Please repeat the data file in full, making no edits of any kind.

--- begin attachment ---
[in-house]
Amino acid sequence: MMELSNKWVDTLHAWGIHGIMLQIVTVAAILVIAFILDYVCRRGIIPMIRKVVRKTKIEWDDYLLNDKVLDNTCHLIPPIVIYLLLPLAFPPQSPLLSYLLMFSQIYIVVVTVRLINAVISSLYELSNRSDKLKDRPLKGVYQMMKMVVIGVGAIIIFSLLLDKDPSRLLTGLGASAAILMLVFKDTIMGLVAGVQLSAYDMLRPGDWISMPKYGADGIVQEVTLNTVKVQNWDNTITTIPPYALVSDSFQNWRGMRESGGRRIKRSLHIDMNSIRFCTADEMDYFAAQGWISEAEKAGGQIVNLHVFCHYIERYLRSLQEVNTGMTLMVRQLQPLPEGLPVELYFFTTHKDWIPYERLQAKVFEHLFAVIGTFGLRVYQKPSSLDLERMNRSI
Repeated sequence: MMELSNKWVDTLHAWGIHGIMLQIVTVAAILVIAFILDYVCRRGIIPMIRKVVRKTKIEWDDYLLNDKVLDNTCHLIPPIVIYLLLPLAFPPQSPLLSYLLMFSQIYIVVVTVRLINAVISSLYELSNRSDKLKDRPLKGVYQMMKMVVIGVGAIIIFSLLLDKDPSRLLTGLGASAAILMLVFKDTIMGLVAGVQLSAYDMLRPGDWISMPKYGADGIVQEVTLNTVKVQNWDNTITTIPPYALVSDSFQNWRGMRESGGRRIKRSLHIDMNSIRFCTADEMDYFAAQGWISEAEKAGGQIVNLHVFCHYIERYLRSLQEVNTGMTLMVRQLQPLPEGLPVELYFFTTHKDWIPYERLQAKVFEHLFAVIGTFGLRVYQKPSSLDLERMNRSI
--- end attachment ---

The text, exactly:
[in-house]
Amino acid sequence: MMELSNKWVDTLHAWGIHGIMLQIVTVAAILVIAFILDYVCRRGIIPMIRKVVRKTKIEWDDYLLNDKVLDNTCHLIPPIVIYLLLPLAFPPQSPLLSYLLMFSQIYIVVVTVRLINAVISSLYELSNRSDKLKDRPLKGVYQMMKMVVIGVGAIIIFSLLLDKDPSRLLTGLGASAAILMLVFKDTIMGLVAGVQLSAYDMLRPGDWISMPKYGADGIVQEVTLNTVKVQNWDNTITTIPPYALVSDSFQNWRGMRESGGRRIKRSLHIDMNSIRFCTADEMDYFAAQGWISEAEKAGGQIVNLHVFCHYIERYLRSLQEVNTGMTLMVRQLQPLPEGLPVELYFFTTHKDWIPYERLQAKVFEHLFAVIGTFGLRVYQKPSSLDLERMNRSI
Repeated sequence: MMELSNKWVDTLHAWGIHGIMLQIVTVAAILVIAFILDYVCRRGIIPMIRKVVRKTKIEWDDYLLNDKVLDNTCHLIPPIVIYLLLPLAFPPQSPLLSYLLMFSQIYIVVVTVRLINAVISSLYELSNRSDKLKDRPLKGVYQMMKMVVIGVGAIIIFSLLLDKDPSRLLTGLGASAAILMLVFKDTIMGLVAGVQLSAYDMLRPGDWISMPKYGADGIVQEVTLNTVKVQNWDNTITTIPPYALVSDSFQNWRGMRESGGRRIKRSLHIDMNSIRFCTADEMDYFAAQGWISEAEKAGGQIVNLHVFCHYIERYLRSLQEVNTGMTLMVRQLQPLPEGLPVELYFFTTHKDWIPYERLQAKVFEHLFAVIGTFGLRVYQKPSSLDLERMNRSI